Furthermore, not only did the quantity of nitrogen ingested from day to day vary, but even these varying amounts were not accurately determined by analysis, but simply, with a few unimportant exceptions, estimated from the average composition of similar articles as given by Payen. Neither Dr. Pavy nor Professor Flint appears to have even taken the trouble to estimate the water of the various articles of food, but to have simply weighed them in the fresh state—a fact which alone deprives the results of all claim to strict accuracy, since the water content of such articles as fresh meat or bread, for example, is quite variable, and the proportion of nitrogen in the fresh substance of course varies correspondingly. While such a method may give an approximation to the truth, it is impossible that, when applied to such a varied diet as that taken in these experiments, it should give results of scientific exactness.
The estimations of the ureal nitrogen appear to have been made after approved methods, and are to be assumed to be correct; but, even if we assume the accuracy of the estimates of nitrogen in the food as well, the results of Dr. Pavy do not show what he claims for them. They do, indeed, show that there was an increase in the average daily excretion of nitrogen during work over that during rest of 194·12 grains, and, at the same time, an increase of 201·63 grains in the average amount of nitrogen daily ingested. The only conclusion which can be drawn from these figures is, that during work more nitrogen was excreted because more was taken in the food. That muscular exertion caused any increase in the excretion of nitrogen we have no evidence.
With Professor Flint's experiments the case is somewhat different. There the amount of proteine taken in the food was considerably less during work than during rest, while the excretion of nitrogen remained about the same, so that the relative excretion was increased. This, Professor Flint claims, shows that the work performed was accomplished at the expense of muscular tissue, which was destroyed and caused the increase in the relative excretion.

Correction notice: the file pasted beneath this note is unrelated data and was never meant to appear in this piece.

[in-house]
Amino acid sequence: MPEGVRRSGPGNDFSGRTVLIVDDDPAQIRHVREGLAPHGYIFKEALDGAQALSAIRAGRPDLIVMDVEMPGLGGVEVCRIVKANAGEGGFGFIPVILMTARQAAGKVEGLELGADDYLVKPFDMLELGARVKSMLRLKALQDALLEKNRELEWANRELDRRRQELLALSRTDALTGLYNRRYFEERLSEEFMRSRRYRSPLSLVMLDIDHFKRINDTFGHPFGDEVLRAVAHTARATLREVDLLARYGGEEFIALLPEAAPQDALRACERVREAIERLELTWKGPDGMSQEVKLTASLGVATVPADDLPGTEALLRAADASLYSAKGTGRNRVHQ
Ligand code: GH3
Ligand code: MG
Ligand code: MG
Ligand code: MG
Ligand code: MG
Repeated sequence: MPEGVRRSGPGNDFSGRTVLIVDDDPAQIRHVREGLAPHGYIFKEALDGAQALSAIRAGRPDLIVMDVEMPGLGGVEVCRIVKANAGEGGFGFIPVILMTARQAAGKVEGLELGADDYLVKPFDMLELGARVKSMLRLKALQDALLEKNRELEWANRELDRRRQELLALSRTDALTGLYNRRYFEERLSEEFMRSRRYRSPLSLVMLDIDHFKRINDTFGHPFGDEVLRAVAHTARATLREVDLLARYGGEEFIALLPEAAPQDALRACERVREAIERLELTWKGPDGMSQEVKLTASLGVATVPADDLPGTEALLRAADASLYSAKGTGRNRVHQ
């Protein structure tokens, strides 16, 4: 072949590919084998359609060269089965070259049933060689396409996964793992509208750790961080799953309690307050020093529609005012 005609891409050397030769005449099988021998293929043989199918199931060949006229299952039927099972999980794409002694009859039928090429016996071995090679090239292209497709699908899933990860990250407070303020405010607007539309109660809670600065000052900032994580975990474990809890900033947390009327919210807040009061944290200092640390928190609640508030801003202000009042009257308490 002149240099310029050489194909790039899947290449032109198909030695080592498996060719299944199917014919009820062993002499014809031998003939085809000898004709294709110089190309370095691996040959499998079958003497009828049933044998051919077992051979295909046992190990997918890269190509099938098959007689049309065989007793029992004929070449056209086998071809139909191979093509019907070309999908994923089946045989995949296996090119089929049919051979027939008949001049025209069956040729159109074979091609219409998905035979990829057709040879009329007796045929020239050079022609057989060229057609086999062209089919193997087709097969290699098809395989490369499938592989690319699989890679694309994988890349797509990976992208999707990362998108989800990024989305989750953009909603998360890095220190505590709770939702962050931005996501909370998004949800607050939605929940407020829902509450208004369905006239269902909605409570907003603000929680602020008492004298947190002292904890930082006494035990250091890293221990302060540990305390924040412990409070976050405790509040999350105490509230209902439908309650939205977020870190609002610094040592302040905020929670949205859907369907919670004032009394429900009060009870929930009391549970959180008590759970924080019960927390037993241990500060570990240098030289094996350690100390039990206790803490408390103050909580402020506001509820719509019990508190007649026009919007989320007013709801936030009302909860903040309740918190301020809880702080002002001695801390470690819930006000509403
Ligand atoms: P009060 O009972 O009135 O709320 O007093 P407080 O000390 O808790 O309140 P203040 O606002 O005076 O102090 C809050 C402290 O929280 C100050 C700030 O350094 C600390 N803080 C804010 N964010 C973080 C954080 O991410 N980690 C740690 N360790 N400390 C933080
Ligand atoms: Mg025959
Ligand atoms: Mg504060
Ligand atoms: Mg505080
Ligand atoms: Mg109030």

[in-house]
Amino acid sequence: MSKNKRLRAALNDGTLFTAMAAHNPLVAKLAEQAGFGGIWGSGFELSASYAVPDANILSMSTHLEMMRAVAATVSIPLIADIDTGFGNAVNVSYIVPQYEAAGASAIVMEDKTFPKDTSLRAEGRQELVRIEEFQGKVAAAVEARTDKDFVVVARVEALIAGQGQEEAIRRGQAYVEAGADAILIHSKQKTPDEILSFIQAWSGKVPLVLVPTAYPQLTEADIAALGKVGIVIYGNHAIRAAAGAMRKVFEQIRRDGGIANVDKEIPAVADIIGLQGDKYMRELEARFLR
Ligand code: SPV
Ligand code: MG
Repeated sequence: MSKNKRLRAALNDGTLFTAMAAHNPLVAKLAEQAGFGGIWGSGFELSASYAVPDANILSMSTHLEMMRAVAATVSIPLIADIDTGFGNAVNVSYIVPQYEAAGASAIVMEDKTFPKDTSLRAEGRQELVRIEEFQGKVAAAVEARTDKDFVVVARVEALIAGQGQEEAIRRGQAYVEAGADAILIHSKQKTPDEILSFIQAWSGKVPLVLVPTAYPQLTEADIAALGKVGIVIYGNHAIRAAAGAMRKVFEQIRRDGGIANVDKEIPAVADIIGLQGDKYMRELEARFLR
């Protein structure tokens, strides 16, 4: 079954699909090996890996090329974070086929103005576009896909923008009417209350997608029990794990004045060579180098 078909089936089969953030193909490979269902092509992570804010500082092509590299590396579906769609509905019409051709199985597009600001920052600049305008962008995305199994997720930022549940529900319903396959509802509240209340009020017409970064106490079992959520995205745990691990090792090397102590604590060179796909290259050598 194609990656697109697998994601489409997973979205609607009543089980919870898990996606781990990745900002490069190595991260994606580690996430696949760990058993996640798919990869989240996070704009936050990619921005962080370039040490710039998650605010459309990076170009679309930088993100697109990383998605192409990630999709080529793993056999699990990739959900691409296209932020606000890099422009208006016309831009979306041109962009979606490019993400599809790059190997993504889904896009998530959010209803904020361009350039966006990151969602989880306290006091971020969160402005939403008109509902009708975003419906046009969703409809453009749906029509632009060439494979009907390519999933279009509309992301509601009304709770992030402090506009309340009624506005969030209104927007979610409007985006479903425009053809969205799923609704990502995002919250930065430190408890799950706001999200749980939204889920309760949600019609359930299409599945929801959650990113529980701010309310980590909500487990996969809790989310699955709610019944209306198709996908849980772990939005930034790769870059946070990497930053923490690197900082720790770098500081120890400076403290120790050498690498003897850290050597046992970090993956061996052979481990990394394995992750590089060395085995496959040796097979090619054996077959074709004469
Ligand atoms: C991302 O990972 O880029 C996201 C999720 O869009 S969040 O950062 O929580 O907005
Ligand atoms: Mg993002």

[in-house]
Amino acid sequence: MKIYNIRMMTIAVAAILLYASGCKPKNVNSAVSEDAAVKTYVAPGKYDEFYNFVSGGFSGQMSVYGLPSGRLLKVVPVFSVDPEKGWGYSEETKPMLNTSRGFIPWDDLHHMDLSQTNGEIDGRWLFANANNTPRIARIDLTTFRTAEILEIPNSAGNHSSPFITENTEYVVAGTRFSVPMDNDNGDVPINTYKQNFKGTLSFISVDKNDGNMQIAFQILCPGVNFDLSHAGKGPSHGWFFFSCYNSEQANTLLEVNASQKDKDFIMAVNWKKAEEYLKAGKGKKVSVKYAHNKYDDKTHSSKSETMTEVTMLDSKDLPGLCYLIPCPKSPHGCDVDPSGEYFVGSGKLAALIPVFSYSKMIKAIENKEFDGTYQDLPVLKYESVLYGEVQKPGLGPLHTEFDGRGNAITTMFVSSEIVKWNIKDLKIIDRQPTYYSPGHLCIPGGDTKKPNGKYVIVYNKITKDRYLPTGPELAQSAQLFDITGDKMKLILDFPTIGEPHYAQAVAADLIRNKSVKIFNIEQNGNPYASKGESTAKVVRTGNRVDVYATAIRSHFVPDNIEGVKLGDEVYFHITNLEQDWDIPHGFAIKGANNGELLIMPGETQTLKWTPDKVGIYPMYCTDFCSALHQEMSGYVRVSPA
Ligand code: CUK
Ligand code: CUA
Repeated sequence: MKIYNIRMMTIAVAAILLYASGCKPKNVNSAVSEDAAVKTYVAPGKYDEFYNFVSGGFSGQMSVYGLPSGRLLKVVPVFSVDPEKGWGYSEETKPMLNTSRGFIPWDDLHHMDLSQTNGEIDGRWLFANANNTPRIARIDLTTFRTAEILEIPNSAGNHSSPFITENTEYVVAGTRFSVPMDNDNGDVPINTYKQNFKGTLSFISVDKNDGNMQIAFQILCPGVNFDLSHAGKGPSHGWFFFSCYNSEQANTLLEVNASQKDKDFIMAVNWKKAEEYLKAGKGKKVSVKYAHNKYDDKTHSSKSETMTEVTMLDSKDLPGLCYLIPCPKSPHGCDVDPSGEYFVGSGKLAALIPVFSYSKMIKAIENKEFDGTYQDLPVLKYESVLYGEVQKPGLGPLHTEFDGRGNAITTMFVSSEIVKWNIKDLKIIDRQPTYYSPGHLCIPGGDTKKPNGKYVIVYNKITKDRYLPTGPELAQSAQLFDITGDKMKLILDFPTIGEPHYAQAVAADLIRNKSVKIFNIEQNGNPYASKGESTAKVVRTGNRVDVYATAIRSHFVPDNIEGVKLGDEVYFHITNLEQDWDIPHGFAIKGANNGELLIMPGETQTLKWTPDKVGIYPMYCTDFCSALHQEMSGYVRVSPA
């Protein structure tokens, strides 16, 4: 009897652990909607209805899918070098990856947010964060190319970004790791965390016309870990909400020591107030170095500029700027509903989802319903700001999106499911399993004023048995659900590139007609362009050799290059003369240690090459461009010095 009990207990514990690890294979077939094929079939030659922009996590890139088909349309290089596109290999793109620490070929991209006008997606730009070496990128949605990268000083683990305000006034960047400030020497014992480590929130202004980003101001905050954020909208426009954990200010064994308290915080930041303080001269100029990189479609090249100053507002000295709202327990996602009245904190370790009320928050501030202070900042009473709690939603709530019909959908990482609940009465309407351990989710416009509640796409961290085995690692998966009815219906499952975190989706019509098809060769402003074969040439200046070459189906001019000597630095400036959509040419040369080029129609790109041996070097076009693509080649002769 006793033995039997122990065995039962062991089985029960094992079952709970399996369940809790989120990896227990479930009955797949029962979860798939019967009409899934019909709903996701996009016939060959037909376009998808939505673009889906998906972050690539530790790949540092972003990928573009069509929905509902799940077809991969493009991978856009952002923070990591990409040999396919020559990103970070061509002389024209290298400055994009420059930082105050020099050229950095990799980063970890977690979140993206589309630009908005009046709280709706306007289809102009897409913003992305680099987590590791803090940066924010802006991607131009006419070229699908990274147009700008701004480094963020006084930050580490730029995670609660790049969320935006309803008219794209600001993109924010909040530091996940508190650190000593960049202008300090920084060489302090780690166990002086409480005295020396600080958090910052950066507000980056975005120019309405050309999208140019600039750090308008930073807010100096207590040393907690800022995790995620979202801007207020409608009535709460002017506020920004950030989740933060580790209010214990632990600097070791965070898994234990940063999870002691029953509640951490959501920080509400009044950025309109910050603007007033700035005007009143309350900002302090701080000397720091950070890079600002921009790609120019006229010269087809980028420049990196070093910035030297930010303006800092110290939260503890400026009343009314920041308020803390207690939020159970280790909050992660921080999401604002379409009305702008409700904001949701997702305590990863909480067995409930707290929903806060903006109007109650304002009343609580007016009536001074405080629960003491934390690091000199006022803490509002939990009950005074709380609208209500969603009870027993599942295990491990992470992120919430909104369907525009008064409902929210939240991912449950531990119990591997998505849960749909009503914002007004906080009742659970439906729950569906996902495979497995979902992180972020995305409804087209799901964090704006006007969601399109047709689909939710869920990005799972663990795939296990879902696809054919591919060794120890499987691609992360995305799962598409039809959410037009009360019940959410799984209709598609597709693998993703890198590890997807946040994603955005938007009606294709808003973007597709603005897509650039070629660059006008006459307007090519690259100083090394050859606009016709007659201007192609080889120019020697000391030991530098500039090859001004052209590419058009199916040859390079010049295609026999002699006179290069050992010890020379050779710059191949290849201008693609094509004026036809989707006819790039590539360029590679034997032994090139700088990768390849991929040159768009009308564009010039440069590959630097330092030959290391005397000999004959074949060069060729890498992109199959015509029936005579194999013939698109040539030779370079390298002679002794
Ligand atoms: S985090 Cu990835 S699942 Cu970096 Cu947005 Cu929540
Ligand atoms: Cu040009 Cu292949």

Were the data as to food more exact, this might be the case; but, as it is, the result seems to need further confirmation before it can be accepted.
The only other similar result, so far as we know, is one recently obtained by E. von Wolff in experiments on the horse; but, having access only to a brief abstract, we are unable to judge of the accuracy of the work, though from the high reputation of this investigator it is to be assumed that it was executed with every precaution. It was found that an increase of the work performed was accompanied by an increased excretion of nitrogen in the urine; but the author reserves the details of his experiments till further observations shall have confirmed or disproved their results, and at present, until the subject has been more thoroughly investigated, we must follow the preponderance of evidence, which is most decidedly in favor of Voit's result, viz., that work does not increase the destruction of proteine in the body and the consequent excretion of nitrogen through the kidneys.
Thus far we have simply been considering experimental results, without regard to the conclusions to be drawn from them; we now come to their interpretation, and here it must be admitted, at the outset, that the data now at command are not sufficient to enable us to solve the problem of the source of muscular power. But, though we do not know precisely what the proximate source of muscular power is, we are able to indicate with tolerable certainty the direction in which an answer to this question is to be sought, and to say that certain conclusions have a high degree of probability.